Puriri continued to see New Zealand as a land of opportunity for Maori, and he was often in demand as a public speaker. In 1967 he was quoted as saying that Maori were over-sensitive about race relations, and in 1970 he claimed that New Zealand was ‘streets ahead of the rest of the world in the field of race relations’. By this time he was assistant controller of the Maori Welfare Division in Auckland.
Brownie Puriri had a long association with Waitangi. In 1953 he laid down a cloak for Queen Elizabeth to walk on (a controversial action earlier declined on the excuse of age by his senior kinsman and elder, Kirihi Te Riri Maihi Kawiti). In 1962 he was instrumental in preparing for the 1963 royal visit to Waitangi. By then he was a member of the Waitangi National Trust Board, and had been appointed controller of the Waitangi Nga Puhi organisation for the visit. He was responsible for the selection of haka and powhiri (welcome) parties and for the construction and operation of the camp at Waitangi, developed to cater for more than 3,000 Maori from 2 to 8 February. Puriri arranged for John Taiapa to carve the wero (challenge) sticks for the occasion, and invited the Waihirere group under Wiremu Kerekere to be the principal entertainers, a slightly controversial move in that they were from the East Coast rather than Northland.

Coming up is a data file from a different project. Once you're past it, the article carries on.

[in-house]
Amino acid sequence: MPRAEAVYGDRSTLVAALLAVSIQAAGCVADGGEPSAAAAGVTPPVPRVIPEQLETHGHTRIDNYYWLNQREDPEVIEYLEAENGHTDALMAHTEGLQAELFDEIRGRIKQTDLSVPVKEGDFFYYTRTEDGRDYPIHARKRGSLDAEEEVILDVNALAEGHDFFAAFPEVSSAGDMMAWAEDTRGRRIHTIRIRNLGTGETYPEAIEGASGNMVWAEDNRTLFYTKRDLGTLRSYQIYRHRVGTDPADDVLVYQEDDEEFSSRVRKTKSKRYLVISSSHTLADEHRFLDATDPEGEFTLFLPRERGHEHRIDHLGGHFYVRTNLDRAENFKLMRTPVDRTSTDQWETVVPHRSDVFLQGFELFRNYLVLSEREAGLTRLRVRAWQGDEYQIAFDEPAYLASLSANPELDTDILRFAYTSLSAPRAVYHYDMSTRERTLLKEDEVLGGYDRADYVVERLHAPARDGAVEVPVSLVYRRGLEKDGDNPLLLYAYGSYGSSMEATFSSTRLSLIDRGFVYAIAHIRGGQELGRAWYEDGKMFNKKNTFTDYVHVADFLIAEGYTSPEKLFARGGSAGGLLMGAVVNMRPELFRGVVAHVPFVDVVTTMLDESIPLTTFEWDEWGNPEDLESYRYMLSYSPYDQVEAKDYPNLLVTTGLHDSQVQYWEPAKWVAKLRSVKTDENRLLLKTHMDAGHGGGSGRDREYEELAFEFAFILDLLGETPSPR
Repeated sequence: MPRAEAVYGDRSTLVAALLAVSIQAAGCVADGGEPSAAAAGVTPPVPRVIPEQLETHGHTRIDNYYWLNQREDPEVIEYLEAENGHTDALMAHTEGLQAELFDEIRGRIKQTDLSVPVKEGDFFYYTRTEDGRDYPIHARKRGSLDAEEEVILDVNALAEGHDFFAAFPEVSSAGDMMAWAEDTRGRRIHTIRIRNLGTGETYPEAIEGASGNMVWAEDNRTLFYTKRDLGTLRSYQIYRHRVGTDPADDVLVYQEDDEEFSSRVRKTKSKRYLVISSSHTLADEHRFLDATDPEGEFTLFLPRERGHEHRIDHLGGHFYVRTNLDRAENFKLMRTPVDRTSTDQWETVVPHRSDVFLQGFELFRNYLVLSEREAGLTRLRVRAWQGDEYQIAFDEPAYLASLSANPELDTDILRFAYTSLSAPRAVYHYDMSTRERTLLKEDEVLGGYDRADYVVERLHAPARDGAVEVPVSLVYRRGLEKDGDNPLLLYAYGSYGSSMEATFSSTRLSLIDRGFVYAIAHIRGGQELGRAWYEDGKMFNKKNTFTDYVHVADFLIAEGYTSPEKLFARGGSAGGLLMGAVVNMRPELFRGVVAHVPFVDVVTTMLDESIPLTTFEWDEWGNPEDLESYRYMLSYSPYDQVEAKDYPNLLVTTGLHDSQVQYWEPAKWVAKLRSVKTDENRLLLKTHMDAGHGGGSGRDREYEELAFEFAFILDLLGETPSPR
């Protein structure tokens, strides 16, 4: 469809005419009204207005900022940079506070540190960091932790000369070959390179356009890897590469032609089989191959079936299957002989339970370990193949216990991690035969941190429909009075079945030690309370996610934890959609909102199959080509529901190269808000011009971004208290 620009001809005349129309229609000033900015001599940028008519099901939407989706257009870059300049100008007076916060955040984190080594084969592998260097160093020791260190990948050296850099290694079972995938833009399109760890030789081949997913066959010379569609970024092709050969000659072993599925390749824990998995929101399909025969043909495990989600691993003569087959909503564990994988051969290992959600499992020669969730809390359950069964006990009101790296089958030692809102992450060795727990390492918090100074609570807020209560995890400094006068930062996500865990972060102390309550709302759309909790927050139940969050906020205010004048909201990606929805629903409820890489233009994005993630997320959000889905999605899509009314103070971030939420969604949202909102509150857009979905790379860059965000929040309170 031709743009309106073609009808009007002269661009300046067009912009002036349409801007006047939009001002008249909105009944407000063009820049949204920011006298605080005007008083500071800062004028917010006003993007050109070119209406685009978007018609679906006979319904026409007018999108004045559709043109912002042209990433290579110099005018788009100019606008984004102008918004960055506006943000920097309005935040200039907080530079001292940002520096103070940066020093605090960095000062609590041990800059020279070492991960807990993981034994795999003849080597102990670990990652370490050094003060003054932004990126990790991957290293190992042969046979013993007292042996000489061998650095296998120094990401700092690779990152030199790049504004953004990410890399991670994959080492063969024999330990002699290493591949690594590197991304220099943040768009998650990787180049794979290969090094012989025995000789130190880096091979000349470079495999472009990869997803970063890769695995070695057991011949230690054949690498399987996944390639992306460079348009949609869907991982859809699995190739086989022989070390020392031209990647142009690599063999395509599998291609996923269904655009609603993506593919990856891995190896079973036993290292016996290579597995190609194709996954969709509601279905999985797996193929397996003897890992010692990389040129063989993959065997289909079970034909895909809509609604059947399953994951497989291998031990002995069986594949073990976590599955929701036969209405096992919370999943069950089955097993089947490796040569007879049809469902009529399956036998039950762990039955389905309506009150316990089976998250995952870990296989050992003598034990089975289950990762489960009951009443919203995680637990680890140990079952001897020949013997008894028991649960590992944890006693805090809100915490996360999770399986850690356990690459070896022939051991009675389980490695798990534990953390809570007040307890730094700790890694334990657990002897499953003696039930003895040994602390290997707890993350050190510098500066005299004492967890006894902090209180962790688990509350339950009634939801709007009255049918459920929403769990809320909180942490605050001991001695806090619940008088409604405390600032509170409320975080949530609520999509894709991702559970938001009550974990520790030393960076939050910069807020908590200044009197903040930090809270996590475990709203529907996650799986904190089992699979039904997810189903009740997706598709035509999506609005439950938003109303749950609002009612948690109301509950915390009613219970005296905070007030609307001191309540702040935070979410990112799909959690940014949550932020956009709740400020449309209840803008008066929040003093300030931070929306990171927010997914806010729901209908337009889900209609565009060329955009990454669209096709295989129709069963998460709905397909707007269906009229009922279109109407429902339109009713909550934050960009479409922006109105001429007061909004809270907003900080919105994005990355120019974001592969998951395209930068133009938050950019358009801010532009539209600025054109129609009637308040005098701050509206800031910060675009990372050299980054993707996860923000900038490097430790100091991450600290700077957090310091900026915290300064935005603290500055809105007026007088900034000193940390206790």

On 5 February a Kotahitanga or Maori nationalist flag was raised at Waitangi. Marae elders appealed to Puriri as the senior representative of the Maori Affairs Department, and he tore the flag down. He spoke on behalf of Maori at the 1969 Waitangi Day celebrations and in the mid 1970s organised a combined meeting of Maori trust boards at Waitangi.
Brownie Puriri, who had long suffered from diabetes, died at his home in Glen Innes aged only 55 on 1 September 1979, survived by his wife and children. He was buried at Ngararatunua three days later. His brother, Hohaia, said of him: ‘Brownie was a simple and a humble man. He considered it an honour to do menial jobs as this could be an example to the young ones. He [led] by example, the way a chief should’. A big, strong, 22-stone man in his prime, he was impatient of the new generation of more radical Maori leaders who by the end of his life were calling for change to the contemporary official programme of integration.